Here again, GMO contract growers are not only destroying their own ability to exist, but are making production more difficult for non-GM farmers who must contend with more common and virulent rootworm infestations than occurred prior to Roundup Ready’s corn-on-corn campaign and the advent of the anti-rootworm Bt campaign.
The inexorable march of the superweeds and the rising insurrection of the rootworms exemplify the proven complete failure of the two basic genres of GMOs, herbicide tolerance and insecticide expression. Farmers increasingly wish to get off the GMO treadmill and resume conventional agriculture, or even to switch to direct retail and/or organic agriculture. This is definitely the rational choice, as confirmed by every portent.
But if farmers want to get off the treadmill, they may find many obstacles. The superiority of non-GM conventional production is well documented. With every new year of greater seed costs, poison costs, and ever expanding and intensifying superweed and superbug development, more and more industrial farmers are interested in getting off the GMO treadmill and resuming conventional production. But for corn and soy, non-GM varieties are often difficult to find. Thanks to the dereliction of the public breeding sector and the widespread enclosure of new varieties which are released to the public only in GMO (i.e. Roundup Ready and/or Bt expressing) form, the varieties which are available are often of lower quality. (This also reveals the fraud involved in cartel studies which allege higher yields for some Bt varieties over conventional. These “studies” never compare a GMO variety with its isogenic non-GM equivalent, but rather what’s likely to be a superior conventionally-bred variety which was then subjected to Bt transgene insertion and made publicly available only in this GMO form, vs. an inferior conventional variety.)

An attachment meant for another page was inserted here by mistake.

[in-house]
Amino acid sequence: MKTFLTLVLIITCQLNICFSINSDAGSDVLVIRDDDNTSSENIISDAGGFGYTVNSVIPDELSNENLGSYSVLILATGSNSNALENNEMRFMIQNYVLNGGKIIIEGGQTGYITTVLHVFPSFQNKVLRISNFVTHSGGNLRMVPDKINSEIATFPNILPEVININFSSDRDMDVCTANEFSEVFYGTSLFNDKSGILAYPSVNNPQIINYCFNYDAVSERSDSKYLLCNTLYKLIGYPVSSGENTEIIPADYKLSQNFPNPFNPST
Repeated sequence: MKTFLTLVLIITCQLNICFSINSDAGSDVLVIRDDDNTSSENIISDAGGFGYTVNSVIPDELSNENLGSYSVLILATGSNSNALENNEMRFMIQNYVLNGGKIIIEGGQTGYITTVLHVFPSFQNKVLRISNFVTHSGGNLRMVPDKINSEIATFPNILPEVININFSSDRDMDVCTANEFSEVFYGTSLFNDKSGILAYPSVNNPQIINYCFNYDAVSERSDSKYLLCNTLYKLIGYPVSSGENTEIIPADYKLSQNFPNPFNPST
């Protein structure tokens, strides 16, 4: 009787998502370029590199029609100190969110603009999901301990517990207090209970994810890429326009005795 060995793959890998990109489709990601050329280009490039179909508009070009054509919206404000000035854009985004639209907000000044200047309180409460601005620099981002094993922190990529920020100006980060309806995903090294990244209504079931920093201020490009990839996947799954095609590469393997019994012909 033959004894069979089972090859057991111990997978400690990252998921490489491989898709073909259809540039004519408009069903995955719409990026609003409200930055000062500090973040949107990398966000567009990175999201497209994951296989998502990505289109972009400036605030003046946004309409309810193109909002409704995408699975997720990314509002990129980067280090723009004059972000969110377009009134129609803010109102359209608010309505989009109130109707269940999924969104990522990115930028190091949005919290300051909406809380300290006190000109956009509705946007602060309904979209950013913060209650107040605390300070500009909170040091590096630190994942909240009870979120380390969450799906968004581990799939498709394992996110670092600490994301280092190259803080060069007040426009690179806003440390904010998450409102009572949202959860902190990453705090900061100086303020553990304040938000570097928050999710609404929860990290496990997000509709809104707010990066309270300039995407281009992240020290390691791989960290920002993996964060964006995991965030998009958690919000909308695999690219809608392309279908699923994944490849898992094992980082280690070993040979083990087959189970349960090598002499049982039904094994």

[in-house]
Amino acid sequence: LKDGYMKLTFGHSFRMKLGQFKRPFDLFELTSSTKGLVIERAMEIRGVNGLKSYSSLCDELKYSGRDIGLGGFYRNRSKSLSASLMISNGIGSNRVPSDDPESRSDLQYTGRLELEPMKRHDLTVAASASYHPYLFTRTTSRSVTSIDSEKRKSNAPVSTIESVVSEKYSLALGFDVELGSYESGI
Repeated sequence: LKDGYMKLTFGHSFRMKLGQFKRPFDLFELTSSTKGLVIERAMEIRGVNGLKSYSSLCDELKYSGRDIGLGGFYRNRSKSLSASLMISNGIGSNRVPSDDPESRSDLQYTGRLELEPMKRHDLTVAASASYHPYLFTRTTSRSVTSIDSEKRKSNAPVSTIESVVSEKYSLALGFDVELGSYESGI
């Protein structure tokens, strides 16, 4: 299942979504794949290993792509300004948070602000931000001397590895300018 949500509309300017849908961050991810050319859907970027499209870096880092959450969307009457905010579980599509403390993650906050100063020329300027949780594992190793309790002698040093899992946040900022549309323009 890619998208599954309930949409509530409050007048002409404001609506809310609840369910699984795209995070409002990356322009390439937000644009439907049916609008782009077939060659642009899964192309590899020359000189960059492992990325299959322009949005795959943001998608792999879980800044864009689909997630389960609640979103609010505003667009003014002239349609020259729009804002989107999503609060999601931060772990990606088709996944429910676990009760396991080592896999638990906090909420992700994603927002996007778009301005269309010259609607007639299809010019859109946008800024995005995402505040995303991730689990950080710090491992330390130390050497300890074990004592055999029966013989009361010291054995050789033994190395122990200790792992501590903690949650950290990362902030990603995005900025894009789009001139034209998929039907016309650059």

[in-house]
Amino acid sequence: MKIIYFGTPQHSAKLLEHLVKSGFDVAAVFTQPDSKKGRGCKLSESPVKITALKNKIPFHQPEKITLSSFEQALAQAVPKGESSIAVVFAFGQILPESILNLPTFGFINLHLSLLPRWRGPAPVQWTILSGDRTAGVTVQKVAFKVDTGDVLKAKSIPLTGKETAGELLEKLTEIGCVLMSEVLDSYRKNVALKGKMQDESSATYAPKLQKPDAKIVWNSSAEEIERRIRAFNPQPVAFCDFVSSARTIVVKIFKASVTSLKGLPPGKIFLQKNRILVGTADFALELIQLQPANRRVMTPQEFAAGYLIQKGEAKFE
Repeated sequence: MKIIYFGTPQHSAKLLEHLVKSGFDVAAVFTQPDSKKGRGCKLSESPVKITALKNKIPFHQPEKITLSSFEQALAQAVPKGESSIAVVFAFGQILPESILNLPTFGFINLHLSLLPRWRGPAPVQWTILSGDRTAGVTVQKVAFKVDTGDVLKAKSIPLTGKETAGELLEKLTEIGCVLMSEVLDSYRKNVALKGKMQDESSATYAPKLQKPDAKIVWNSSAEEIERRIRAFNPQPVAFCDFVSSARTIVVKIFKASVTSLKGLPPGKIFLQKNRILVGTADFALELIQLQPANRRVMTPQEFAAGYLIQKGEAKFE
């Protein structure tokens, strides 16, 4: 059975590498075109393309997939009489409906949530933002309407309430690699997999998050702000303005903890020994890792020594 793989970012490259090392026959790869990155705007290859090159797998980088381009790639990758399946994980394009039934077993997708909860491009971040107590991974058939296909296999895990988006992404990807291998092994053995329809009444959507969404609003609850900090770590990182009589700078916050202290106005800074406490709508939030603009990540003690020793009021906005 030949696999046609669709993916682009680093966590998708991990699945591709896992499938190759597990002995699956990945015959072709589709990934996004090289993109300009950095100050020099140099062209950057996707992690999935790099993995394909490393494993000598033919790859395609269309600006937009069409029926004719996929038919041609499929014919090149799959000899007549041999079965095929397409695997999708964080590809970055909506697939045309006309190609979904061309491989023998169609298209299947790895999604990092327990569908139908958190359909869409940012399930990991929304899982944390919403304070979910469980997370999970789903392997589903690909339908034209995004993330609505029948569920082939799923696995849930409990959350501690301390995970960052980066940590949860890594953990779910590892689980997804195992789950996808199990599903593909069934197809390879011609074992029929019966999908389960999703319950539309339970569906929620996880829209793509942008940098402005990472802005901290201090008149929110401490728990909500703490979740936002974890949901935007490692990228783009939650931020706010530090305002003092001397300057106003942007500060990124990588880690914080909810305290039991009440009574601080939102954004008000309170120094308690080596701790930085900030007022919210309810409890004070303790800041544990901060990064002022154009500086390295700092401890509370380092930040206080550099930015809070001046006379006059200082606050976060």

The cartel and the US government are responding to the proven complete failure of the very concepts of herbicide tolerant and insecticide-expressing GMOs by striving to double down on them and render vastly worse the failure and the collateral health, environmental, and economic destruction which shall go along with them. This is smoking gun proof that all the blathering in favor of GMOs is nothing but lies, and that for GMO proponents, the consciously, intentionally held one and only goal is to maximize corporate profit and power.




  1. Hi Russ and friends,

    Hope all is well! Been fighting the grasshoppers, and now black aphids. Had some good tomatoes, Swiss chard and green onions. Red wiggler composting project is going well. Anyone who knows where to get red wigglers delivered at a reasonable price, please let me know.

    Cheers, tawal

    Comment by tawal — September 21, 2014 @ 5:01 am

    • Hi tawal, glad to hear the garden’s going well. My tomatoes have been very good as well.

      Comment by Russ — September 25, 2014 @ 3:39 am

  2. […] = fewer and more tractable pests. Few gambits in the history of science and technology have so quickly been so thoroughly disproven in principle and practice as have been the two GMO genres, insect resistance and herbicide tolerance. What keeps them in the […]

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  3. […] endlessly regurgitating basic empirical lies about the performance of the product: The fact that GMOs require increased pesticide use, that they yield less, that products like “golden rice” or “GM drought resistant […]